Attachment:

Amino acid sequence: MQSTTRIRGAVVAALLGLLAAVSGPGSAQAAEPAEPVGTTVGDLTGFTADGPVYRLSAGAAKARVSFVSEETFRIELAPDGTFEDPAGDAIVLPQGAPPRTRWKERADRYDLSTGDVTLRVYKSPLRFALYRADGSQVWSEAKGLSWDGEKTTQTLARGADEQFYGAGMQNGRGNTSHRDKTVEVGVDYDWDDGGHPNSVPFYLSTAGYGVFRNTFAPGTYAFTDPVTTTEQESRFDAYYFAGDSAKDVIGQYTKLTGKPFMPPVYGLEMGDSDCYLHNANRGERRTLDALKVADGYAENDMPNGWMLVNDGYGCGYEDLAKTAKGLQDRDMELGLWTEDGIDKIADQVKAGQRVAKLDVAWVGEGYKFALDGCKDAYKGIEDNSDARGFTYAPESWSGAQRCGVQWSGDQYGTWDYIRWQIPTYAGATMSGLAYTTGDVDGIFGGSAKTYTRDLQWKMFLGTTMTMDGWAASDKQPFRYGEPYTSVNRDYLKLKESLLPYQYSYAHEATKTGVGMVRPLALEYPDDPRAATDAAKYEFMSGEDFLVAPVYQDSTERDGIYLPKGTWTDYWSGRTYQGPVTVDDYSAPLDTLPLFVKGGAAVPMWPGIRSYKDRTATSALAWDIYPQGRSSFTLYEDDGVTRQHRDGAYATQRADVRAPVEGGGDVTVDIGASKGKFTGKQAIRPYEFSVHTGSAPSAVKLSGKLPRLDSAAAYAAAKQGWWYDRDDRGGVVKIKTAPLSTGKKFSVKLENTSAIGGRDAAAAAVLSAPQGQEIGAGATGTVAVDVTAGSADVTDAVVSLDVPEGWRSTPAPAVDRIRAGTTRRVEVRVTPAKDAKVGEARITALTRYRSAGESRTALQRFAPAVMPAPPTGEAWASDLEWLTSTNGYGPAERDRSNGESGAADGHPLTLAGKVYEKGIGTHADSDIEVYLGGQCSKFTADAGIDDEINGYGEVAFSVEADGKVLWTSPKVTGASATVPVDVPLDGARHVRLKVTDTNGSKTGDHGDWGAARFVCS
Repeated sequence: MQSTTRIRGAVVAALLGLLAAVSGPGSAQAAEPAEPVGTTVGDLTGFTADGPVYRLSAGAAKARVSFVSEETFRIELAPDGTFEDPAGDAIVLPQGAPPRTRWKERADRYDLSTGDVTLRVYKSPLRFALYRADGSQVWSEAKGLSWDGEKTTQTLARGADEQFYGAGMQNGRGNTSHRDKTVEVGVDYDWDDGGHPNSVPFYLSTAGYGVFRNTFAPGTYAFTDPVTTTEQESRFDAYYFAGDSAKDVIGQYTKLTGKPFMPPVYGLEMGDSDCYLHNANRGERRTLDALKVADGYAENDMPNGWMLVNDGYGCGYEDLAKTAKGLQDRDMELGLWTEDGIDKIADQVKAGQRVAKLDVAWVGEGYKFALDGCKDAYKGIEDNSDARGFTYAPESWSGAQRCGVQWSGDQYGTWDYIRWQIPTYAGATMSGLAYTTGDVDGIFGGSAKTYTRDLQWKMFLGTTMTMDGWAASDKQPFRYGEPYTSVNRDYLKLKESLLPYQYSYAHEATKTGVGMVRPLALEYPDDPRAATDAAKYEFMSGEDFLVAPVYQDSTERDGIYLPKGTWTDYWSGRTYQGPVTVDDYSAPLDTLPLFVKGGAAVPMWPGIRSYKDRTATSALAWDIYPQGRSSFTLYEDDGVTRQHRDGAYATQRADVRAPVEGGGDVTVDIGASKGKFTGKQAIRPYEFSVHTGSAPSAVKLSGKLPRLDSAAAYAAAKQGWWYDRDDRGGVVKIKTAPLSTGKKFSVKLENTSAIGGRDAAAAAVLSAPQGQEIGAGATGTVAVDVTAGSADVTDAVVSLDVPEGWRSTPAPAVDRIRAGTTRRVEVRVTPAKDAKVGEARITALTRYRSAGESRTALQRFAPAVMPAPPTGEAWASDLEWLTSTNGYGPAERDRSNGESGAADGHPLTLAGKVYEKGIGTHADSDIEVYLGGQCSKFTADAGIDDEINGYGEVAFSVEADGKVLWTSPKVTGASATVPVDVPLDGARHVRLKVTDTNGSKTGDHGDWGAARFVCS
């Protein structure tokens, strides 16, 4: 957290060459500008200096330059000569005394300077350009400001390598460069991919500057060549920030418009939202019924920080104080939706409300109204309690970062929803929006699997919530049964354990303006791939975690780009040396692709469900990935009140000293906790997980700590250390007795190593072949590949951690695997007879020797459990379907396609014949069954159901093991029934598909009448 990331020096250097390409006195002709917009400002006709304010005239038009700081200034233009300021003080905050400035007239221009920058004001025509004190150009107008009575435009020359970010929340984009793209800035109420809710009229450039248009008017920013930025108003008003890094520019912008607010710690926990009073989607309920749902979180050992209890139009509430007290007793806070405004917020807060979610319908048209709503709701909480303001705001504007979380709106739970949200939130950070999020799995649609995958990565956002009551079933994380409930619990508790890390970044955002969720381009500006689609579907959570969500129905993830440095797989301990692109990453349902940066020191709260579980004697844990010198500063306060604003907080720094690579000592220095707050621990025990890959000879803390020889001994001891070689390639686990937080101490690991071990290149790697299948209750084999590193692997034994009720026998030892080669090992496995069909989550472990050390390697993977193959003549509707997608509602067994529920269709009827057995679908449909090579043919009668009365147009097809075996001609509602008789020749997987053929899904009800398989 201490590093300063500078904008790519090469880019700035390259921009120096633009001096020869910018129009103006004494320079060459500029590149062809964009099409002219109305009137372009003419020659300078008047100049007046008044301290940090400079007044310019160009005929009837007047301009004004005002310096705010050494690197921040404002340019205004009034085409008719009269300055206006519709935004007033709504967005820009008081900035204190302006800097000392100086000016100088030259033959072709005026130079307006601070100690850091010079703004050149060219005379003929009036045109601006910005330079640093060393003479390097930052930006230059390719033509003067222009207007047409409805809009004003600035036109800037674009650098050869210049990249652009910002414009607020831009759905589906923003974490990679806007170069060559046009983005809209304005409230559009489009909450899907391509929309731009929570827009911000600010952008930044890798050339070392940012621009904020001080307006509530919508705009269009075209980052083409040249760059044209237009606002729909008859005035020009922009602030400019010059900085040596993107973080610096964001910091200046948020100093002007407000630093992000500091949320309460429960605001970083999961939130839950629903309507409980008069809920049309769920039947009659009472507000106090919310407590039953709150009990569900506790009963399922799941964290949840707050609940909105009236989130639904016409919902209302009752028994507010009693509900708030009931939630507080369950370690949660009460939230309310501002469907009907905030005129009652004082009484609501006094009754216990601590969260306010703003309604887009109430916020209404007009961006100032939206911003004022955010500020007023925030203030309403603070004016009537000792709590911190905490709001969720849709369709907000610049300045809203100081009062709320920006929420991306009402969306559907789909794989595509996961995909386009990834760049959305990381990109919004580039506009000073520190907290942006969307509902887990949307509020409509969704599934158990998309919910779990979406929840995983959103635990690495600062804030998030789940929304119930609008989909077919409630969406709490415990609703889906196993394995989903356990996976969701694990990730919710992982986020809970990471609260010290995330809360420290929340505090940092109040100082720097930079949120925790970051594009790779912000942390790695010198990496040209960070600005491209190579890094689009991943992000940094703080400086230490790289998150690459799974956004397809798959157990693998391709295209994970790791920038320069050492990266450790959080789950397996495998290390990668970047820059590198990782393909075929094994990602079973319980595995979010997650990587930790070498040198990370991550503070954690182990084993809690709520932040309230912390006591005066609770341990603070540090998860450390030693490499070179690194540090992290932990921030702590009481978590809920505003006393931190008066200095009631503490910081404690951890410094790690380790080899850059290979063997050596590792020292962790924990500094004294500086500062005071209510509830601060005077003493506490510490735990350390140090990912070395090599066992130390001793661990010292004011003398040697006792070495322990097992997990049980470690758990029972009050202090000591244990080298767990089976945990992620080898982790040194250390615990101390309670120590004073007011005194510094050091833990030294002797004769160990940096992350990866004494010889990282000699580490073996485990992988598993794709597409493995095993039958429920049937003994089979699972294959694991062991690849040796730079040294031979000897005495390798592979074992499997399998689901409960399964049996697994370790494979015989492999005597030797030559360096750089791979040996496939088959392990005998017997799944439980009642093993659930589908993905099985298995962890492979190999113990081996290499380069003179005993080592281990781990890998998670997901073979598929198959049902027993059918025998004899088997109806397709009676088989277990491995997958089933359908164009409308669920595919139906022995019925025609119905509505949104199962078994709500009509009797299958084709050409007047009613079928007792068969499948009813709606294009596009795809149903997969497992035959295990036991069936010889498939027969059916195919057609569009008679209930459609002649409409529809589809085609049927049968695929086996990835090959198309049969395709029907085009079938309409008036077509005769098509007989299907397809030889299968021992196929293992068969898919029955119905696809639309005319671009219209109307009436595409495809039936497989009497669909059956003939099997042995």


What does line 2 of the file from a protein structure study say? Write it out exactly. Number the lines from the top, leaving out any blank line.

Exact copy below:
Repeated sequence: MQSTTRIRGAVVAALLGLLAAVSGPGSAQAAEPAEPVGTTVGDLTGFTADGPVYRLSAGAAKARVSFVSEETFRIELAPDGTFEDPAGDAIVLPQGAPPRTRWKERADRYDLSTGDVTLRVYKSPLRFALYRADGSQVWSEAKGLSWDGEKTTQTLARGADEQFYGAGMQNGRGNTSHRDKTVEVGVDYDWDDGGHPNSVPFYLSTAGYGVFRNTFAPGTYAFTDPVTTTEQESRFDAYYFAGDSAKDVIGQYTKLTGKPFMPPVYGLEMGDSDCYLHNANRGERRTLDALKVADGYAENDMPNGWMLVNDGYGCGYEDLAKTAKGLQDRDMELGLWTEDGIDKIADQVKAGQRVAKLDVAWVGEGYKFALDGCKDAYKGIEDNSDARGFTYAPESWSGAQRCGVQWSGDQYGTWDYIRWQIPTYAGATMSGLAYTTGDVDGIFGGSAKTYTRDLQWKMFLGTTMTMDGWAASDKQPFRYGEPYTSVNRDYLKLKESLLPYQYSYAHEATKTGVGMVRPLALEYPDDPRAATDAAKYEFMSGEDFLVAPVYQDSTERDGIYLPKGTWTDYWSGRTYQGPVTVDDYSAPLDTLPLFVKGGAAVPMWPGIRSYKDRTATSALAWDIYPQGRSSFTLYEDDGVTRQHRDGAYATQRADVRAPVEGGGDVTVDIGASKGKFTGKQAIRPYEFSVHTGSAPSAVKLSGKLPRLDSAAAYAAAKQGWWYDRDDRGGVVKIKTAPLSTGKKFSVKLENTSAIGGRDAAAAAVLSAPQGQEIGAGATGTVAVDVTAGSADVTDAVVSLDVPEGWRSTPAPAVDRIRAGTTRRVEVRVTPAKDAKVGEARITALTRYRSAGESRTALQRFAPAVMPAPPTGEAWASDLEWLTSTNGYGPAERDRSNGESGAADGHPLTLAGKVYEKGIGTHADSDIEVYLGGQCSKFTADAGIDDEINGYGEVAFSVEADGKVLWTSPKVTGASATVPVDVPLDGARHVRLKVTDTNGSKTGDHGDWGAARFVCS